Merle Rubin reviews books regularly for the Monitor. The qualities we look for in a critic may vary from one to another. Some critics we value for their polemical skills, the energy and ingenuity of their arguments. Others we respect for sound judgment, wide learning, and the ability to draw together divergent ideas into a coherent outlook. Others may delight us with the power and beauty of their writing, the shrewdness or originality of their insights, or the sweeping architecture of their system-building.
Elizabeth Hardwick does not pretend to be a systematic critic. Nor is she an outstanding polemicist. Her virtues would appear to lie more in the area of shrewd insight, aided and abetted, perhaps, by excellence of literary style. Certainly, she is an intelligent and competent critic. But does she, in fact, live up to the very high reputation she has enjoyed for the past few decades?
Her views are usually impeccable. She reminds us that the real John Reed was a far cry from the glamorized hero of the film ''Reds,'' that Georg Buchner's ''Danton's Death'' is a far better play than it may have seemed in a wrongheaded revival.
But little in this collection of essays could be called original or intellectually challenging. Nor is the blandness of her approach redeemed by the scope of her enterprise. No grand theme or design pervades ''Bartleby in Manhattan''; it is very clearly an accumulation of limited apercus. We might expect, then, to be charmed by felicities of style. ''Her superb writing is a rare gift to the reader,'' proclaims the New York Times Book Review of Hardwick's earlier collection ''Seduction and Betrayal'' on the dust jacket of this collection. Such critical hyperbole does not prepare the reader for passages like this one from ''The Apotheosis of Martin Luther King'':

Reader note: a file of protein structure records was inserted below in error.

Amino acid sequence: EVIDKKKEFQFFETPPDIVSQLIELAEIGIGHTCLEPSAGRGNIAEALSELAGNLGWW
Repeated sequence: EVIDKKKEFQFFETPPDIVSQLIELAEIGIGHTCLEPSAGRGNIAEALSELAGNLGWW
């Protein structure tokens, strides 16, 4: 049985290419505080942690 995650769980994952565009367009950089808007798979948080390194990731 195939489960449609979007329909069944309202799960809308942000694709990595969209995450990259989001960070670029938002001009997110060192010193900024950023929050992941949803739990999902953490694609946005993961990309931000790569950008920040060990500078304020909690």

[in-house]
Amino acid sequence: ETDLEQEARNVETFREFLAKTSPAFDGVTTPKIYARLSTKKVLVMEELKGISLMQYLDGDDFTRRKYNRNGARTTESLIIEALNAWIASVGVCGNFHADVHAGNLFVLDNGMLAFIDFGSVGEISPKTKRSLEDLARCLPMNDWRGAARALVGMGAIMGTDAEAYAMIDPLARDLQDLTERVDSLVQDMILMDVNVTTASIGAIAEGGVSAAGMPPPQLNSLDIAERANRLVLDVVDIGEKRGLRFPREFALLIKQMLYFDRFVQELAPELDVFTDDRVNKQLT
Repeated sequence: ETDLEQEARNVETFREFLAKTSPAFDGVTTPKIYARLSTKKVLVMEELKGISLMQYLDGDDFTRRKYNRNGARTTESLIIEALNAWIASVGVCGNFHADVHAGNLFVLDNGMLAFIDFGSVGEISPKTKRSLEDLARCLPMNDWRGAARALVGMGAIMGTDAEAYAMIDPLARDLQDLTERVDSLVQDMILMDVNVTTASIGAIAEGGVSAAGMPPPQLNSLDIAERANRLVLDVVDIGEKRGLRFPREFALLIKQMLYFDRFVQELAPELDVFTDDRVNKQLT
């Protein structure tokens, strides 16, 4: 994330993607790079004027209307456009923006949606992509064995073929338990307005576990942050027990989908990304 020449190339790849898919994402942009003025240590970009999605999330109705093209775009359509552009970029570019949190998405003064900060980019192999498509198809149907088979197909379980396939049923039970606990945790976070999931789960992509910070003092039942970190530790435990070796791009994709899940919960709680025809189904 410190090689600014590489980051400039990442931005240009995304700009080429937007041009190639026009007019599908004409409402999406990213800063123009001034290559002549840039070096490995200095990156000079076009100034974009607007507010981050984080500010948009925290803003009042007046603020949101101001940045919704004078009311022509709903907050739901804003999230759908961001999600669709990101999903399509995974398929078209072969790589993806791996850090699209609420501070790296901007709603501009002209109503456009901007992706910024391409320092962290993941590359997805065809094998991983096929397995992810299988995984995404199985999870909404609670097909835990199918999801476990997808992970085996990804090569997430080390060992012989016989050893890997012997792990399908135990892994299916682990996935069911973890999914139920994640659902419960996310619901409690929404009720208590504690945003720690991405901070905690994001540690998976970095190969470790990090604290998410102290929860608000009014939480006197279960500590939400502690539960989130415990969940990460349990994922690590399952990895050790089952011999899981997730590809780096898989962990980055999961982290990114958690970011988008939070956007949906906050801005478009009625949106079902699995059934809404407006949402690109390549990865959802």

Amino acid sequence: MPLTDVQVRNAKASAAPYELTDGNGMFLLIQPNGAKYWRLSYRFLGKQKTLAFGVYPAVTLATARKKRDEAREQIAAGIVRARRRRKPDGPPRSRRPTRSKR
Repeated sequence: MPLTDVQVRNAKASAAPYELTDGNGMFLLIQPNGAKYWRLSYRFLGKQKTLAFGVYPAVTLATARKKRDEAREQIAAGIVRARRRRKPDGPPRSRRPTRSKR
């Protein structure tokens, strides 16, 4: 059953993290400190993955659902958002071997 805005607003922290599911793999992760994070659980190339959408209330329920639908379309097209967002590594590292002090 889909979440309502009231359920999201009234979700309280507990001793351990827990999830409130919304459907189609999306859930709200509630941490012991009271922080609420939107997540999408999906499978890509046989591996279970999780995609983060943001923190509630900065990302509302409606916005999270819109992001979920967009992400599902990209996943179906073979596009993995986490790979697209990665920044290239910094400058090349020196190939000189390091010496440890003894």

The marchers waited without restlessness for the chartered airplane to arrive and to announce that it could then truly begin. A limousine will be waiting to take the noted ones to the front of the line, or to leave them off at the stage door.
This is not good writing. It is not even grammatical writing. Not all of the writing in ''Bartleby in Manhattan'' is quite like this, but much of it is disappointingly flaccid. Reading her essay ''Domestic Manners,'' for example, is like wandering through a fog - or driving along a billboard-plastered highway. One is accosted by a steady stream of hazy platitudes and half-defined attitudes.
Hardwick is generally better when she is able to focus on specific topics, as she does in her theater reviews and in her analytical sketches of fictional characters such as Shakespeare's ''Timon of Athens'' - ''the exhausted innocent and the weary aesthete.'' Yet her reading of Melville's ''Bartleby, the Scrivener,'' in the essay that gives the collection its title, is little more than a desultory retelling of the story. Her views are hard to refute, but also hard to remember. Coming from the pen of someone who for decades has been at the center of New York literary and intellectual life, Hardwick's latest collection of essays is curiously lacking in intellectual substance.